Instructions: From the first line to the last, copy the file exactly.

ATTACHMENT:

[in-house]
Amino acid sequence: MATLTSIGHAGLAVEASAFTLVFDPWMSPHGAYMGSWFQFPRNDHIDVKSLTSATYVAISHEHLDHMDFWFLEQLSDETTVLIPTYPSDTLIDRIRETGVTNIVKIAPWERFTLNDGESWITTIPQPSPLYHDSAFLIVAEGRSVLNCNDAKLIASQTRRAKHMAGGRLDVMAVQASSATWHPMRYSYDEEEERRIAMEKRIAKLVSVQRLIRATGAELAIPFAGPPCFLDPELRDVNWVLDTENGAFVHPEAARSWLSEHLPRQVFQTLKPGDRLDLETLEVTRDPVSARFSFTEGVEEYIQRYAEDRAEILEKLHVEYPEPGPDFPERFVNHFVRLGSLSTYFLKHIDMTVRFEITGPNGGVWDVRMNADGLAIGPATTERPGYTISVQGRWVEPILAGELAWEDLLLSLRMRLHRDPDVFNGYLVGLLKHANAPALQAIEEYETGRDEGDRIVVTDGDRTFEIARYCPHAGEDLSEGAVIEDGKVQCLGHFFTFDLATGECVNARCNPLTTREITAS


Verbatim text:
[in-house]
Amino acid sequence: MATLTSIGHAGLAVEASAFTLVFDPWMSPHGAYMGSWFQFPRNDHIDVKSLTSATYVAISHEHLDHMDFWFLEQLSDETTVLIPTYPSDTLIDRIRETGVTNIVKIAPWERFTLNDGESWITTIPQPSPLYHDSAFLIVAEGRSVLNCNDAKLIASQTRRAKHMAGGRLDVMAVQASSATWHPMRYSYDEEEERRIAMEKRIAKLVSVQRLIRATGAELAIPFAGPPCFLDPELRDVNWVLDTENGAFVHPEAARSWLSEHLPRQVFQTLKPGDRLDLETLEVTRDPVSARFSFTEGVEEYIQRYAEDRAEILEKLHVEYPEPGPDFPERFVNHFVRLGSLSTYFLKHIDMTVRFEITGPNGGVWDVRMNADGLAIGPATTERPGYTISVQGRWVEPILAGELAWEDLLLSLRMRLHRDPDVFNGYLVGLLKHANAPALQAIEEYETGRDEGDRIVVTDGDRTFEIARYCPHAGEDLSEGAVIEDGKVQCLGHFFTFDLATGECVNARCNPLTTREITAS